Eye For Film >> Movies >> The Satanic Rites Of Dracula (1973) Film Review
The Satanic Rites Of Dracula
Reviewed by: Jennie Kermode
The final showdown between Christopher Lee's Count Dracula and Peter Cushing's Doctor Van Helsing, this film brings the action closer to home. Gone are the mountaintop castles, the suspicious peasants and the hapless tourists stumbling into trouble. Instead the Count has his base of operations in a stately home just outside London, the Satanic cult visiting it is under investigation by the secret service, and no character is new to dealing with it.
Given this refined template, the film is able to get straight down to business and pack in a bit more plot than the average vampire film. In fact, the V-word is used remarkably little and Lee doesn't do much biting, but between the familiarity of the Count and his famous hypnotic stare, he doesn't have to. His master plan involves a much more tangible kind of evil than we've seen here before, with much wider potential consequences, and this adds an urgency to events as well as touching on existential aspects of character. The relationship between the Count and the Doctor takes centre stage after the appearance of the latter's granddaughter provides the opportunity for revenge to get personal.
As the granddaughter, Joanna Lumley never really gets the opportunity to show what she can do, but this was an early role for her and she acquits herself well enough. A scene in the crypt with some rather ineffective vampiresses briefly makes her the subject of lesbian lust as she seemed to be in most roles she played at the time, but her later work adds an unfortunate comic aspect to it - one is left wondering if her wincing is occasioned less by the fangs than by the nylon négligées. It's a shame she spends the latter part of the film swooning, becoming less a character and more a prop. Still, there are plenty of other things to hold our attention.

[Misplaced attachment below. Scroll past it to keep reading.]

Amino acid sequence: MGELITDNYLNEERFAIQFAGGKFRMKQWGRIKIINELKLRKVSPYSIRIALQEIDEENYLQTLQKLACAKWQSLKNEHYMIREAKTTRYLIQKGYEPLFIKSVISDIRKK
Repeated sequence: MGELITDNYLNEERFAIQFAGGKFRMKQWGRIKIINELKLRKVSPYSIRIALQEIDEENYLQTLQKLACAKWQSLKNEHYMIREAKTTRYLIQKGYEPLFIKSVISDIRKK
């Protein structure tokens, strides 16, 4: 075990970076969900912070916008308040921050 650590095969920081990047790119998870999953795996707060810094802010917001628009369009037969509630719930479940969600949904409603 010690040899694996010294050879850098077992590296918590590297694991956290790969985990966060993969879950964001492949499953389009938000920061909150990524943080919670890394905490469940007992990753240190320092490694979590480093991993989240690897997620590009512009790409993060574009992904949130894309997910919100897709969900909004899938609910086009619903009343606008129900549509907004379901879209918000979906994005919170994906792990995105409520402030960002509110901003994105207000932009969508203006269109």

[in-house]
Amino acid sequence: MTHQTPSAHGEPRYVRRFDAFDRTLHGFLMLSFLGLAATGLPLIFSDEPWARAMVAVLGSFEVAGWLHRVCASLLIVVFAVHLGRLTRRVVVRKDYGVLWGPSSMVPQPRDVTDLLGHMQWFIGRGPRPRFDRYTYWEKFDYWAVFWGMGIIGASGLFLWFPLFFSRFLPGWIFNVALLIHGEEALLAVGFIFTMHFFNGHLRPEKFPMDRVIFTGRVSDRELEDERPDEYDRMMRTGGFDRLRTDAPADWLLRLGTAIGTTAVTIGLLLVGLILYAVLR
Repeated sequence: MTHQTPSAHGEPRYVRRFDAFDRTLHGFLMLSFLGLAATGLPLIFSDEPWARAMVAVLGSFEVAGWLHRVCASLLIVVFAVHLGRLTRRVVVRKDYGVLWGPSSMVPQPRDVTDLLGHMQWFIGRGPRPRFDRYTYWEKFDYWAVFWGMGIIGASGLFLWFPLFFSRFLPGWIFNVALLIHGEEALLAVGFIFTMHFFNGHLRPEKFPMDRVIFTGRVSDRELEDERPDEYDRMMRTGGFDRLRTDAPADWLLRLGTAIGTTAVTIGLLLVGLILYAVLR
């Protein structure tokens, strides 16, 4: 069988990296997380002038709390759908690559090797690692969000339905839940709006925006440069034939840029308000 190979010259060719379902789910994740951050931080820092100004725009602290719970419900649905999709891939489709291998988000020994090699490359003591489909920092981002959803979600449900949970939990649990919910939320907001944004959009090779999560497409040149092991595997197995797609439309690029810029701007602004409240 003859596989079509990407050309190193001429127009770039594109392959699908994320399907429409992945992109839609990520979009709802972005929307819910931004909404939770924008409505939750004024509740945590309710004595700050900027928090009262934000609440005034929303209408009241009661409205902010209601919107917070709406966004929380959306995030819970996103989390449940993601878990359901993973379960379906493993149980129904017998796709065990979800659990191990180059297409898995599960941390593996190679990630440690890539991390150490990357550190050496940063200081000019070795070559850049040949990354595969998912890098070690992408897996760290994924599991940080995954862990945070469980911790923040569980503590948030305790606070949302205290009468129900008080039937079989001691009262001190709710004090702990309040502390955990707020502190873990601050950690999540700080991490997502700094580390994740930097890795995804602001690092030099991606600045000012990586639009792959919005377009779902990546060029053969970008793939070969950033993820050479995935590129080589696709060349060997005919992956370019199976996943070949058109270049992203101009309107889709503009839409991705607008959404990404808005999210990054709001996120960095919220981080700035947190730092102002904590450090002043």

Despite being famous for the castles and gore, Hammer was often at its best when telling modern stories, dealing with different kinds of brutality. Here those elements are interwoven very effectively with the supernatural aspects of the tale. The resulting film is bleaker than its predecessors. Cushing, increasingly cadaverous with age, presents us with a character who may well be beginning to wonder about his own mortality. Lee, meanwhile, retains is vigour but gives the Count a curious sense of melancholy.
Within this framework there is still a fair amount of action: shoot-outs, motorbike chases, punch-ups, things going on fire. The Satanic trappings work effectively, recalling the studio's Dennis Wheatley adaptations. Though it never quite achieves the creepiness of those films, this is a fine swansong.Reviewed on: 11 Aug 2013